Recreational Developments look promising for Tumbler Ridge

The future looks very bright for economic development opportunities in the tourism sector for Tumbler Ridge. Once again, Tumbler Ridge has become the focus of investment for developers looking to capitalize on the current economic climate in British Columbia. These developments will enhance the quality of life for all of those who live and play in this beautiful part of the province.

Northern Recreational Developments (NRD) is a prime example of such a developer. Owned and operated by local resident Stacey Lajeunesse, NRD has been able to make some significant inroads into the local tourism market by working with BC Parks and the BC Forest Service. ?These folks have been absolutely wonderful to work with?, says Lajeunesse, ?and I want people to know just how much effort these local ministries have put into maintaining the quality of the infrastructures we have come to enjoy in the region. We have friends in the Parks and Forest Ministries who sincerely love this area who have really gone to great lengths to ensure our lasting heritage. People need to appreciate the struggles these folks go through when our provincial governments cutback budgets?.

BC Parks representatives Rob Bressette and Glen Wilson from Fort St. John, along with Al Rodine and Rob Arisman with the Ministry of Forests in Dawson Creek have all been strong advocates for Tumbler Ridge over the years. ?Their dedication to the preservation of our recreational facilities in the Tumbler Ridge District through tough economic times has been exceptional?, says Lajeunesse. ?Like many of us, they?ve had to make do with their current available budgets and I?m impressed with how they?ve risen to the challenge. Tumbler?s own Wolverine Nordic and Mountain Society and the Tumbler Ridge Museum Foundation are huge assets to this community?, says Lajeunesse. ?Their diligent and pro-active interactions with politicians and industries working in the area have brought positive recognition to the town. Their attempts to preserve and diversify the local economy and trail network system, which many locals helped to develop and maintain, is second to none in this province. Their insight and professionalism is absolutely extraordinary?.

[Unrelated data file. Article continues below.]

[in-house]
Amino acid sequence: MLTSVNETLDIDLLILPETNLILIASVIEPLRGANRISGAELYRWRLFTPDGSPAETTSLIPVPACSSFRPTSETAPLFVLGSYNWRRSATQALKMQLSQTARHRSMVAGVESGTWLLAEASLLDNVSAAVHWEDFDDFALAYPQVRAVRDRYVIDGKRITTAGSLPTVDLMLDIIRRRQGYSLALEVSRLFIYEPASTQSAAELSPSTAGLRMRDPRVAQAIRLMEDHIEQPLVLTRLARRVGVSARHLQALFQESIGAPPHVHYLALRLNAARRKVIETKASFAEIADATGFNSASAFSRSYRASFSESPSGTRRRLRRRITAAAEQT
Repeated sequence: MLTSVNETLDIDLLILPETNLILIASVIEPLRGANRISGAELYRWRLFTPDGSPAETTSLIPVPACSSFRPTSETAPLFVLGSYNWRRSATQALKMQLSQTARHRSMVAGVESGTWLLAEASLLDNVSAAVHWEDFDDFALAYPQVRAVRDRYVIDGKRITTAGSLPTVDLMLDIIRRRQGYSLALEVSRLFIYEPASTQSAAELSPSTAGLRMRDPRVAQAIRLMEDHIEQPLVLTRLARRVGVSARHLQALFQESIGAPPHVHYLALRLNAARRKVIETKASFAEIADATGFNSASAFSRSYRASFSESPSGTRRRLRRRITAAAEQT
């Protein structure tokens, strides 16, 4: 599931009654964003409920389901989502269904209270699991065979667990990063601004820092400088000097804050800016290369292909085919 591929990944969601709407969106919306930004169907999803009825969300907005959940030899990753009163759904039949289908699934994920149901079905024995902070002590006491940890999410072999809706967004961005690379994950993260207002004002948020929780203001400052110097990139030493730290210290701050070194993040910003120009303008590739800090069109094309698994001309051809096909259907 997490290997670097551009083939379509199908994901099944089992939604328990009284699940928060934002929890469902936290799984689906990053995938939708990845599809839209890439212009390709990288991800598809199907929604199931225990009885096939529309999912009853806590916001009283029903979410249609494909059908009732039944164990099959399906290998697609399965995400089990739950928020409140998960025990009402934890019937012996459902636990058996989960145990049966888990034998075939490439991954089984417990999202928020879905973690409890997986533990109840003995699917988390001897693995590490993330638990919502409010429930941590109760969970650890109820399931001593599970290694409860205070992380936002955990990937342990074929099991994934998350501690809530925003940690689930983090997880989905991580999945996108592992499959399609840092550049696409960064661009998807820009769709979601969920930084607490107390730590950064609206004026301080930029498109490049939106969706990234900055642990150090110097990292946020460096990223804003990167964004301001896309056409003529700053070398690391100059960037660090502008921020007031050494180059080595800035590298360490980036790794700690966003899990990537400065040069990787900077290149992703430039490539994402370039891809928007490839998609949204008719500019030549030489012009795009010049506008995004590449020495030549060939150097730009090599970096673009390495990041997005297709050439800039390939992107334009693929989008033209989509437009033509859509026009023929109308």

?Our regional Ministry of Highways manager John Miller and local contractors Joe Heaton of Taz Contracting, Frank Forst of Tumbler Ridge Energy Services (TRES), along with Randy Bachelor of Caribou Road Services (CRS) have all been strong supporters of our local infrastructures. The operating skills of their employees and the willingness to help maintain and upgrade these sites, was greatly appreciated?, says Lajeunesse.

The Moose Lake Forestry Recreation Site and the Gwillim Lake Provincial Park both saw significant improvements this past summer, which is a good sign of things to come. ?Reg Wisener of Imperial Oil and Walter MacFarlane of CFI/West Fraser are two distinguished gentlemen who went beyond the call of duty to support these facilities. Their willingness to provide operational support for these popular sites provide operational support for these popular sites will help to keep costs to a minimum for years to come. Although there was some negative feedback from some recreational users this past summer, for the most part people were understanding and supportive of the new government initiatives?, which Lajeunesse says was expected when he took on the task of maintaining these campgrounds.

It appears that the theory behind the Liberals ?Heartland Economic Strategy?, is hard at work streamlining the fiscal restraints our province is currently under. Lajeunesse says, ?It makes good business sense to me to try and minimize the tax burdens we all seem to feel when governments cut back. This can only happen when businesses and industry players get creative and adjust to the economic changes, which are constantly happening in our province today?.

When asked what future plans Northern Recreational Development has for the Tumbler Ridge area, Lajeunesse commented that the upcoming WinterFest, spear-headed by our local Tumbler Ridge Community Arts Council, will be the kickoff to showcase some of what Tumbler Ridge has to offer for winter activities. ? Our local snowmobile club the Ridge Riders, are trying to re-establish membership for their sport again, which I hope to help them with and there are plans in the works to set up a Dogsled Tours Venue for Tumbler Ridge, too rekindle the McQueen Family Legacy of Racing and Dog-Sledding Excellence?. As we travel down the road to the 2010 Winter Olympics, the ?Spirit of the 2010 Legacy?, is alive and well in Tumbler Ridge.

Mr. Lajeunesse encourages anyone interested in pursuing the development of tourism products to step up to the plate and get involved in the planning process. ?The sky is the limit right now in British Columbia as the Liberals have seeking to double the number of tourism products in BC by 2010.